compiling a dll that call MKL dgesv

compiling a dll that call MKL dgesv

I'm struggling to successfully compile a piece of code as a dll.  I have Visual Fortran Composer XE 2011.  Below are the relevant lines of code.  When written as a main program and compiled into an .exe (with the visual studio parameters set correctly), everything works great.  Notice that as a dll, I've had to add  !DEC$  controls (found by searching forums, and set visual studio parameters) for the ExchangeDLL to see and have access to the EQUILIX subroutine, and to be visible to external calling programs.  The EQUILIX subroutine calls the MKL subroutine DGESV.  Upon compiling I get LNK2019 error . . . . unresolved external symbol _dgesv@32.  The !ML_EXTERNAL DGESV doesn't seem to work.

I'm sure that there is something quite trivial to get this to compile and link correctly.  The goal is that ExchangeDLL with be fully contained so that I can call it from Excel.  Can someone suggest a solution?

!

SUBROUTINE ExchangeDLL(DATARRAY)

DIMENSION :: DATARRAY(50)
DIMENSION :: KEQ(8),CHARGE(8),EXCHANGER(8),CHEMX(8),KEQLOG(8),AW(8),SW(8),FB(8)
REAL*8 KEQLOG,KEQ,CHARGE,EXCHANGER,CHEMX,CEC

!DEC$  ATTRIBUTES   DLLEXPORT, STDCALL, ALIAS : "ExchangeDLL" :: ExchangeDLL
!DEC$  ATTRIBUTES   REFERENCE :: DATARRAY

!DEC$  ATTRIBUTES   STDCALL, REFERENCE, ALIAS : "EQUILIX" :: EQUILIX

!DEC$  ATTRIBUTES ALIGN : 16 :: KEQ
!DEC$  ATTRIBUTES ALIGN : 16 :: CHARGE
!DEC$  ATTRIBUTES ALIGN : 16 :: EXCHANGER
!DEC$  ATTRIBUTES ALIGN : 16 :: CHEMX

!  in this space arelines of code . . . .

        CALL EQUILIX(KEQ,CHARGE,EXCHANGER,CHEMX,CEC,IFUNCTION,IERR)

!           more lines of code here . . .. .
       
        RETURN

END SUBROUTINE ExchangeDLL

!=============================================================================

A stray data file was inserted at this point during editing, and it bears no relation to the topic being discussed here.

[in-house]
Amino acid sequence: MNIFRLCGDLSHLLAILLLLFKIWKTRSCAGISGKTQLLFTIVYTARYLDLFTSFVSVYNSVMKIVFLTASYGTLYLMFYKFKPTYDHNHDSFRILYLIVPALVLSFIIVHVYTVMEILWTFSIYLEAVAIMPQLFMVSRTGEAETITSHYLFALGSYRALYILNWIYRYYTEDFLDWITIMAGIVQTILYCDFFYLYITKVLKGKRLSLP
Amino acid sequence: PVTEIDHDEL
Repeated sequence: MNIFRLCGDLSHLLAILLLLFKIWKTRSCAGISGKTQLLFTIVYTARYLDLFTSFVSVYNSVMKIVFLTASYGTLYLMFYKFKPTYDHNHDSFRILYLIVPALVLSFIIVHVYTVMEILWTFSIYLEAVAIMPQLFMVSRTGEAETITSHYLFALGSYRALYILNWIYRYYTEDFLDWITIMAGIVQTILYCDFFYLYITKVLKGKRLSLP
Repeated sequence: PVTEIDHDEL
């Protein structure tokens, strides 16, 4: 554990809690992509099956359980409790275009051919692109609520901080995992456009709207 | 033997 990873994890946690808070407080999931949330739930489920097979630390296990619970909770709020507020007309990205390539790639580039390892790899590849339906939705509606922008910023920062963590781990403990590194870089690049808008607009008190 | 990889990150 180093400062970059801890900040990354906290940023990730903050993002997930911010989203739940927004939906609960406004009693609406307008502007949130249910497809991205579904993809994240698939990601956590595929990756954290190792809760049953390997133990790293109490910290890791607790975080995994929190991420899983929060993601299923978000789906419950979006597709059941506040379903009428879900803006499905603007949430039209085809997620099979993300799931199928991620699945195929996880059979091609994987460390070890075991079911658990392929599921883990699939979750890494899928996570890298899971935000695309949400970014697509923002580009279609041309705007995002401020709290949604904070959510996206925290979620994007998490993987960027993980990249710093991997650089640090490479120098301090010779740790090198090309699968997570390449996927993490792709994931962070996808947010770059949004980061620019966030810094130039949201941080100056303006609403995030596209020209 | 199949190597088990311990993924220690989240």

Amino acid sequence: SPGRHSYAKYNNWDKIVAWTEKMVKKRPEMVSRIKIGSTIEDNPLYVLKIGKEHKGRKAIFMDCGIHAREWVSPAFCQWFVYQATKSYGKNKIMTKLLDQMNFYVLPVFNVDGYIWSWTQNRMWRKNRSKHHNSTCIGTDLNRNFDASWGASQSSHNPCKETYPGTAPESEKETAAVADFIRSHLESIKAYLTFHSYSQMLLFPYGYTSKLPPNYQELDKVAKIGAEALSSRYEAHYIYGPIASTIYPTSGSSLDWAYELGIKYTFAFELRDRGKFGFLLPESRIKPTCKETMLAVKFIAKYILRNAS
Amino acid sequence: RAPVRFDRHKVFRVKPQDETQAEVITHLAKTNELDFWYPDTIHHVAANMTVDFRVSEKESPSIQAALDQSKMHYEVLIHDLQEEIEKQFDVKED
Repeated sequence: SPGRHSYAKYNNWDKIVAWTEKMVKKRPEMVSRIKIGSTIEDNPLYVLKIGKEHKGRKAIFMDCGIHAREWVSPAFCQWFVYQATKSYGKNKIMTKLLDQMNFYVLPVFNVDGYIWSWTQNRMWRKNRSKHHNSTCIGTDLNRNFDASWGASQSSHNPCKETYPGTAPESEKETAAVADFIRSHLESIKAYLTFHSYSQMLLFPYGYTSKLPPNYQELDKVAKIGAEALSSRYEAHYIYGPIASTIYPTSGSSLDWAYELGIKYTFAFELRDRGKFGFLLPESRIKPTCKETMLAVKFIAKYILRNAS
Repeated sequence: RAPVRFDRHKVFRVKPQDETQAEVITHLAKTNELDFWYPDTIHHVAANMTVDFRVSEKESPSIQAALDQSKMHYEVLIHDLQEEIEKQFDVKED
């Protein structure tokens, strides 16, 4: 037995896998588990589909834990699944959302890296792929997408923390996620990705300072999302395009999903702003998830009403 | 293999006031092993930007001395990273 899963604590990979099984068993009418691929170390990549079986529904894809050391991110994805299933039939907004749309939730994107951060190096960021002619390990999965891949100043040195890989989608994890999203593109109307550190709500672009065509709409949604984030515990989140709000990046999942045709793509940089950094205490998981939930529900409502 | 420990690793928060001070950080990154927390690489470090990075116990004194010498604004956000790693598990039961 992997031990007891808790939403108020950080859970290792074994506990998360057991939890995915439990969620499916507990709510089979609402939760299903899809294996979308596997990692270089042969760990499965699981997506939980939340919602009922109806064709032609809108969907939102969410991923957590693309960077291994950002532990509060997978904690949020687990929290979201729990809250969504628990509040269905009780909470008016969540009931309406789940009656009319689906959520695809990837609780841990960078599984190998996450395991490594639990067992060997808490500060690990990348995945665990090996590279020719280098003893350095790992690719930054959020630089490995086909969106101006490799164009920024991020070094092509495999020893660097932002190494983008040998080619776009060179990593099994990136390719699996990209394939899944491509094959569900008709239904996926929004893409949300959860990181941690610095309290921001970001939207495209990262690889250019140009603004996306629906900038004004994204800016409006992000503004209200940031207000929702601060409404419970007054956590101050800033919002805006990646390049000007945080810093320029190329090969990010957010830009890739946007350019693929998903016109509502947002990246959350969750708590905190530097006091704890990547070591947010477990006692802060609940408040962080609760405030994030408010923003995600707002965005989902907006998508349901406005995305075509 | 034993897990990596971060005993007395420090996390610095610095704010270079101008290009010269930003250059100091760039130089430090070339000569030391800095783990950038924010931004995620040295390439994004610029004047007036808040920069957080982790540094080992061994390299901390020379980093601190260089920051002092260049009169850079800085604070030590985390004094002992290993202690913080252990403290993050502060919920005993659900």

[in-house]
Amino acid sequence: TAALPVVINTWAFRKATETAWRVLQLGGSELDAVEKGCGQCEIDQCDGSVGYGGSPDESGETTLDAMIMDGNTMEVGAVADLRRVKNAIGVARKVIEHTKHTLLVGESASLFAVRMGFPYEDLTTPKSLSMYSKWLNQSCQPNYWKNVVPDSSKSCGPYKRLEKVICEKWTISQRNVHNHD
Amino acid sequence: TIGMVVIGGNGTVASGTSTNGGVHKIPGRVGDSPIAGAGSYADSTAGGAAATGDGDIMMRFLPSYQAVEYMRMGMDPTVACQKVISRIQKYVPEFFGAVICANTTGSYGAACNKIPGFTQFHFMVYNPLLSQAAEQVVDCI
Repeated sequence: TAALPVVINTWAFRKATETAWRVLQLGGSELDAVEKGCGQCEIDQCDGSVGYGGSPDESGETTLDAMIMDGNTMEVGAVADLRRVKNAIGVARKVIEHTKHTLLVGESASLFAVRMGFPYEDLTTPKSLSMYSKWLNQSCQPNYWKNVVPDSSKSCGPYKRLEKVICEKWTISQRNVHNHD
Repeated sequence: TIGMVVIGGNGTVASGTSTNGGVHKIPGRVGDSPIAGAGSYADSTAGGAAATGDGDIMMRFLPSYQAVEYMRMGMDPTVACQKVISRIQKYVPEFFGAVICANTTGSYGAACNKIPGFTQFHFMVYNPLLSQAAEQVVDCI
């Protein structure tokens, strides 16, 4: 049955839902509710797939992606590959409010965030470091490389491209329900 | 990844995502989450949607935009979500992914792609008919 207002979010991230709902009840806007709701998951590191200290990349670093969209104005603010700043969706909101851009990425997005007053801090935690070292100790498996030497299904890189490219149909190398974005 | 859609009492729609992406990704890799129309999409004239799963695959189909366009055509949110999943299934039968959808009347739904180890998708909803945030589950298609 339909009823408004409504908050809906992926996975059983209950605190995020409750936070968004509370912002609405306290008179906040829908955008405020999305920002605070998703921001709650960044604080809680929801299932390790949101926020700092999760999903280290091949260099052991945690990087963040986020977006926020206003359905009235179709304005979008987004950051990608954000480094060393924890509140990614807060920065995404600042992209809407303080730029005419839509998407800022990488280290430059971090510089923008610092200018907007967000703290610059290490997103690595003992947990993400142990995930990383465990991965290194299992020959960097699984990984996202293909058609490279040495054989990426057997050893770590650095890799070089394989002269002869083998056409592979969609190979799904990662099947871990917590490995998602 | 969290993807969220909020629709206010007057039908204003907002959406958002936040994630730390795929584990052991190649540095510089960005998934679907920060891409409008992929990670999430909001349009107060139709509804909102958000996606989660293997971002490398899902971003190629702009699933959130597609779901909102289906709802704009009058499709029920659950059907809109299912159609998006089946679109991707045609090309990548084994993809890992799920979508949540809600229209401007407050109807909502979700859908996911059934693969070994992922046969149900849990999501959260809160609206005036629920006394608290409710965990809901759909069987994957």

SUBROUTINE EQUILIX(KEQ,CHARGE,EXCHANGER,CHEM,CEC,IFUNCTION,IERR)

IMPLICIT DOUBLE PRECISION(A-H,O-Z)
!
!ML_EXTERNAL DGESV
!

DIMENSION :: KEQ(8),CHARGE(8),EXCHANGER(8),CHEM(8)
DIMENSION :: RCHEM(8),REXCHANGER(8)
DIMENSION :: CHEMTOT(8),IDCHEM(8),K(8)
DIMENSION :: COEFFICIENT(16,16),RHS(16),IPIV(16)

DOUBLE PRECISION KEQ,K

!DEC$  ATTRIBUTES   DLLEXPORT, STDCALL, ALIAS : "EQUILIX" :: EQUILIX
!DEC$  ATTRIBUTES   REFERENCE :: KEQ,CHARGE,EXCHANGER,CHEM,CEC,IFUNCTION,IERR

!           in here are lines of code . . . . .
 
          CALL DGESV(ICPO,1,COEFFICIENT,ICPO,IPIV,RHS,ICPO,INFO)

!           more lines of code in here . . . . .

        RETURN

END SUBROUTINE EQUILIX

 

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You have compiled this with /iface:stdcall, I think. Don't do that. I don't know what "!ML_EXTERNAL DGESV " is supposed to do - that is just a comment to the compiler.

Steve (aka "Doctor Fortran") - Retired from Intel

Steve,

Retired !!  Awesome. . . . I'm just 3 to 5 years away from retirement.

I deleted the !ML_EXTER. . . .  from both versions of the code.  It's legacy from over 10 years ago when I first used mkl to solve a different problem.  It was necessary on whatever compiler I was using back then.  I deleted it from both the .exe and .dll versions of this code and indeed it's just trash.  thank you.

You're correct. . . . i was using /iface:stdcall . . . . either out of ignorance or because I saw a post to do that last fall when I was struggling with this problem.  I changed it to default and now the dll compiles just fine.  I've also cleaned up the !DEC$ associated with EQUILIX as well, as Excel doesn't need to call it . . . . . it just needs to call ExchangeDLL.  It compiles great.  thank you for that one as well !!

So, the Excel macro can now successfully call ExchangeDLL and progress through EQUILIX to the other subroutines.  However, it results in a fatal crash and Excel closes.  This is the same result as using a different approach that has dead ended as well.  I've two more versions of this code in which I downloaded the LAPACK codes, and dressed them up with all the !DEC$ information (as I did for EQUILIX).  The version that compiles as an .exe works perfectly, just like the version that uses the Intel source of mkl and compiled as an .exe .  However, the version that compiles as a .dll results in a fatal crash and Excel closes.  In that version I've isolated the problem to the recursive subroutine DGETRF2.

Do I have to do something else special for such a recursive subroutine?

Rick g